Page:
Wafar, M.V.M.

    This paper discusses briefly some aspects that characterize and differentiate coral reef ecosystems from other tropical marine ecosystems. A brief account on the resources that are extractable from coral reefs, their susceptibility to natural...

  10. Global Ecosystem Restoration Index

    DEFF Research Database (Denmark)

    Fernandez, Miguel; Garcia, Monica; Fernandez, Nestor

    2015-01-01

    The Global ecosystem restoration index (GERI) is a composite index that integrates structural and functional aspects of the ecosystem restoration process. These elements are evaluated through a window that looks into a baseline for degraded ecosystems with the objective to assess restoration...

  11. Rights to ecosystem services

    NARCIS (Netherlands)

    Davidson, M.

    2014-01-01

    Ecosystem services are the benefits people obtain from ecosystems. Many of these services are provided outside the borders of the land where they are produced; this article investigates who is entitled to these non-excludable ecosystem services from two libertarian perspectives. Taking a

  12. Towards ecosystem accounting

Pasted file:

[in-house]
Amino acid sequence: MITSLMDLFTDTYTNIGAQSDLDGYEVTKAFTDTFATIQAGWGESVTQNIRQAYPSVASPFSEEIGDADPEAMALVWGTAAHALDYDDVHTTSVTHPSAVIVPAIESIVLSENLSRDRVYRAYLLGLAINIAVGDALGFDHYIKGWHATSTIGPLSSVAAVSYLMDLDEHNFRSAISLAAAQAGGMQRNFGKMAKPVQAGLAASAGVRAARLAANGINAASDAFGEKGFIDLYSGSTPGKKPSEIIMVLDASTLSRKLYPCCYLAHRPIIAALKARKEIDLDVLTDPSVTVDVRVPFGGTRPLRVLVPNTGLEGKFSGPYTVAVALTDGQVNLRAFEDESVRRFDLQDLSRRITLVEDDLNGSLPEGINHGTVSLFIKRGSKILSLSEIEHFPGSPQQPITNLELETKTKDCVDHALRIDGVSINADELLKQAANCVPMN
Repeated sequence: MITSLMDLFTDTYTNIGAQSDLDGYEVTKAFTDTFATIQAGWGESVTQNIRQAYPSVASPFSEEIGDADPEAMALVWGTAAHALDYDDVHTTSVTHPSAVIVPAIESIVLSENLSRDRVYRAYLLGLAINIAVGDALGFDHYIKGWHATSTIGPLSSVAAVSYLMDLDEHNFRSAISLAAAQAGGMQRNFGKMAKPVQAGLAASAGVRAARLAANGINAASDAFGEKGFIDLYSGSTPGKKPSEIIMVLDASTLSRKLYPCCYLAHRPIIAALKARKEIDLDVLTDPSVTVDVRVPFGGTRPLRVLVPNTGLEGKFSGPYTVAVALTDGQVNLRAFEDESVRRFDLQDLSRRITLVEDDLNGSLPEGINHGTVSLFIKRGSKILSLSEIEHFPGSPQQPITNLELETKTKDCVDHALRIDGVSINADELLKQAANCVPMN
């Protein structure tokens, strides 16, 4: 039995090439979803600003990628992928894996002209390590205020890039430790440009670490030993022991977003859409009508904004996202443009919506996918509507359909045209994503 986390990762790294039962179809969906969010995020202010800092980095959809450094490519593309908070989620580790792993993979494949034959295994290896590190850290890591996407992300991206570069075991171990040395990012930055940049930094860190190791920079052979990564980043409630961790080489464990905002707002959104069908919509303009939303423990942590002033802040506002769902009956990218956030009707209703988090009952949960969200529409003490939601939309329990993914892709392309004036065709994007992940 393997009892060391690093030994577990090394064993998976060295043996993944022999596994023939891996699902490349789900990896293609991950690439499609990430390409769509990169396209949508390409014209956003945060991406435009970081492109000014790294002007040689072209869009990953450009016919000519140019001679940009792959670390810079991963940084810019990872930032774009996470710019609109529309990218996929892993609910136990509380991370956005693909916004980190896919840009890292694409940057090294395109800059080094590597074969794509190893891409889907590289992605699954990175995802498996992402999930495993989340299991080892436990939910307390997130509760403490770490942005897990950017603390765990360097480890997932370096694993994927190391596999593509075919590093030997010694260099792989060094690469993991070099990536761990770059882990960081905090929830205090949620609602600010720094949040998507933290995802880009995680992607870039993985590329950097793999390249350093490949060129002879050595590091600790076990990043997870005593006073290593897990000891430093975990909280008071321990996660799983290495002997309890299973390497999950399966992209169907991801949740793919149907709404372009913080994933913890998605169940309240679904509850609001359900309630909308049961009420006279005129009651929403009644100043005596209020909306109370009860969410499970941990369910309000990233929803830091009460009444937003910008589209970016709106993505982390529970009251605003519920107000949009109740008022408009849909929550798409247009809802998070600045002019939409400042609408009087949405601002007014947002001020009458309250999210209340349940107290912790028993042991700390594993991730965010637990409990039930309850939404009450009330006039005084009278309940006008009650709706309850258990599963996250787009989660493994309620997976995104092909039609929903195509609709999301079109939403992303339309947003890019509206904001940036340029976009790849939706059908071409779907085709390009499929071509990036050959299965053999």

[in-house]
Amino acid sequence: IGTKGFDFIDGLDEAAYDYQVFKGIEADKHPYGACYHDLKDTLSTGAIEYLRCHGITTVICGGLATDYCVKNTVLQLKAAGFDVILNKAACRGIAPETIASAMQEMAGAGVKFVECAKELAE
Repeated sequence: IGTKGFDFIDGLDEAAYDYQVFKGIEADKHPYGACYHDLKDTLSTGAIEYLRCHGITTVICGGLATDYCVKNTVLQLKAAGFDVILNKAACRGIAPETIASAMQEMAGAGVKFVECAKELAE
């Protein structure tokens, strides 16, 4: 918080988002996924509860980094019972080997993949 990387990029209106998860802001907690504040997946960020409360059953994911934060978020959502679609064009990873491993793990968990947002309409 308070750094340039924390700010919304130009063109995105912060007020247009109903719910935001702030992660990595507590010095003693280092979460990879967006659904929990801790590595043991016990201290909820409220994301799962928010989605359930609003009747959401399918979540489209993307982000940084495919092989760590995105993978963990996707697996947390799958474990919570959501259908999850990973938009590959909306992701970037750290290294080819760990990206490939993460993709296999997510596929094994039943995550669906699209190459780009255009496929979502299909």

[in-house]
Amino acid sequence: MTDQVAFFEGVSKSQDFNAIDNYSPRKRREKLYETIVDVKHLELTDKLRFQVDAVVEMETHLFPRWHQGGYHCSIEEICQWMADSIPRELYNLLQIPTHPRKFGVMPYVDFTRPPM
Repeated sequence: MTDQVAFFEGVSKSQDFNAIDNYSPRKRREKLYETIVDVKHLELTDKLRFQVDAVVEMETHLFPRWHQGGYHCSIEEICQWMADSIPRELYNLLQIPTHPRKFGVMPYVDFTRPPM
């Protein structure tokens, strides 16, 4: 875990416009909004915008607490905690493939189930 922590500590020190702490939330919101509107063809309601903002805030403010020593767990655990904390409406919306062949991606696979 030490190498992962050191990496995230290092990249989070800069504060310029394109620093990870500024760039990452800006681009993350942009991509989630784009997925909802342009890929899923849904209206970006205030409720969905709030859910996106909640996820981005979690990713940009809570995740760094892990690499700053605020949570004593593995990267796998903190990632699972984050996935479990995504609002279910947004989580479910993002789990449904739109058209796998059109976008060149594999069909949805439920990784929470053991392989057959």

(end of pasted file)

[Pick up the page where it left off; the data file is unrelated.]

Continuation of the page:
NARCIS (Netherlands)

    Duku, C.; Rathjens, H.; Zwart, S.J.; Hein, L.

    2015-01-01

    Ecosystem accounting is an emerging field that aims to provide a consistent approach to analysing environment-economy interactions. One of the specific features of ecosystem accounting is the distinction between the capacity and the flow of ecosystem services. Ecohydrological modelling to support

  13. Ecosystem services in ECOCLIM

    DEFF Research Database (Denmark)

    Sørensen, Lise Lotte; Boegh, Eva; Bendtsen, J;

    that actions initiated to reduce anthropogenic GHG emissions are sustainable and not destructive to existing ecosystem services. Therefore it is important to address i.e. land use change in relation to the regulating services of the ecosystems, such as carbon sequestration and climate regulation. At present...... a thorough understanding of the ecosystem processes controlling the uptake or emissions of GHG is fundamental. Here we present ECOCLIM in the context of ecosystem services and the experimental studies within ECOCLIM which will lead to an enhanced understanding of Danish ecosystems....

  14. Validation of a questionnaire on emotional eating for use in cases of obesity: the Emotional Eater Questionnaire (EEQ Validación de un cuestionario de comedores emocionales para uso en casos de obesidad: Cuestionario de Comedor Emocional (CCE